The range can vary depending on the circumstances from 4:1 to 15:1. Preferably the ratio is about 9:1. With such an arrangement, if 400 ml is inhaled from chamber 93 and the port of opening ratio is 9:1, then 400 ml represents one-tenth (1/10) of the air inhaled and the total amount of air inhaled is 4,000 ML. Thus 400 ml comes from the first chamber 91 and 3,600 ML comes from the atmosphere for a total of 4,000 ML. Thus the relative size of openings 72, 74 determine the indicia markings on the vertical column 4.
Positioned on one of the legs of the frame is a slidable pointer 100 which can be used to indicate the volume of inhalation. If desired, additional pointers can be used to compare past and present inhalation amounts.
In operation, the user inserts the mouthpiece 80 in the mouth and inhales. The removal of air through port 72 from the first chamber 91 caused the piston assembly 44 to rise within the vertical column 4. The height of the piston can be recorded by position of the height indicator 100 at the highest point of the piston assembly 44.
The air inhalation also causes the counterweight member to rise causing atmospheric air to be inhaled through the opening or port 74 in an amount dependent on the size ratio between openings 72 and 74.
When inhalation stops, the piston assembly will slowly fall to the bottom of vertical column 4.
In order to ensure that the inhaled air is substantially free of contamination a filter 102 can be positioned within the inhalation port.
The present invention is useful for therapy, building lung capacity for athletes, or for recuperation purposes and could also be used for entertainment purposes.
As noted earlier, the parts of the device of this invention can be made of a variety of plastics. Thus, for example, the vertical columns can be made of polycarbonate, polystyrene, or styrene acrilo nitrile. The base, pointer, counterweight and mouthpiece can be made of polyethylene or polypropylene. The outer frame can be made of ethylene vinyl acetate, polyethylene or polyurethane thermoplastic rubber. It will be understood, of course, that other and different material can be used for the above parts, if desired.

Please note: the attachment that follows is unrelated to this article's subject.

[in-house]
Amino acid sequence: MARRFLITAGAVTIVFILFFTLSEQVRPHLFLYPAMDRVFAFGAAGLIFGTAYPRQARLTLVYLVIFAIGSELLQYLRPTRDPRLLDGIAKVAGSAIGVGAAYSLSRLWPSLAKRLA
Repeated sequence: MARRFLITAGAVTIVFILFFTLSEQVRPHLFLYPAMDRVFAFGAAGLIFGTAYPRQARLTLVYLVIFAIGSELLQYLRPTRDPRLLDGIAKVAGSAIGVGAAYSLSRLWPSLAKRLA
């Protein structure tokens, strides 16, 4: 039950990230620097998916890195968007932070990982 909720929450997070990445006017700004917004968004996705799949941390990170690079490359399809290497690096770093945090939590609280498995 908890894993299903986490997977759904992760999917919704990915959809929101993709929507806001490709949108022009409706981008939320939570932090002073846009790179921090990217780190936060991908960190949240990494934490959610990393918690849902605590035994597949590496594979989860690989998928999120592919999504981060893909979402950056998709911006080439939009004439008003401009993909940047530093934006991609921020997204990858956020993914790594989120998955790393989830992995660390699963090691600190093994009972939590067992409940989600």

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|U.S. Classification||600/540, 482/13|
|International Classification||G01F17/00, A61B5/08, A61B5/091, G01F5/00|
|Cooperative Classification||G01F17/00, G01F5/00, A61B5/091|
|European Classification||G01F17/00, G01F5/00, A61B5/091|
|May 5, 1982||AS||Assignment|
Owner name: CHESEBROUGH-POND S INC., 33 BENEDICT PLACE, GREENW
Free format text: ASSIGNMENT OF ASSIGNORS INTEREST.;ASSIGNORS:GREENBERG, MISHEL;SMYERS, WILLIAM H. JR;CHERNACK, MILTON;REEL/FRAME:004022/0392
Effective date: 19820421
Owner name: CHESEBROUGH-POND S INC., A CORP.OF CT, CONNECTICUT
Free format text: ASSIGNMENT OF ASSIGNORS INTEREST;ASSIGNORS:GREENBERG, MISHEL;SMYERS, WILLIAM H. JR;CHERNACK, MILTON;REEL/FRAME:004022/0392
Effective date: 19820421
|Mar 12, 1987||AS||Assignment|
Owner name: SHERWOOD MEDICAL CO., 1831 OLIVE STREET, ST. LOUIS
Free format text: ASSIGNMENT OF ASSIGNORS INTEREST.;ASSIGNOR:CHESEBROUGH-POND S INC., (A NY CORP.);REEL/FRAME:004690/0075
Effective date: 19861031
Owner name: CHESEBROUGH-POND S INC., A CORP. OF NEW YORK
Free format text: MERGER;ASSIGNOR:SYRINGE INDUSTRIES, INC., (MERGED INTO);REEL/FRAME:004690/0080
Effective date: 19861024
|Mar 7, 1988||FPAY||Fee payment|
Year of fee payment: 4
|Jun 16, 1992||FPAY||Fee payment|
Year of fee payment: 8
|Aug 5, 1996||FPAY||Fee payment|
Year of fee payment: 12
|Apr 28, 1999||AS||Assignment|
Owner name: SHERWOOD SERVICES AG, SWITZERLAND
Free format text: ASSIGNMENT OF ASSIGNORS INTEREST;ASSIGNOR:TYCO GROUP S.A.R.L.;REEL/FRAME:010180/0294
Effective date: 19990406
Owner name: TYCO GROUP S.A.R.L., LUXEMBOURG
Free format text: ASSIGNMENT OF ASSIGNORS INTEREST;ASSIGNOR:SHERWOOD MEDICAL COMPANY;REEL/FRAME:010255/0446
Effective date: 19990406
|Oct 15, 2003||AS||Assignment|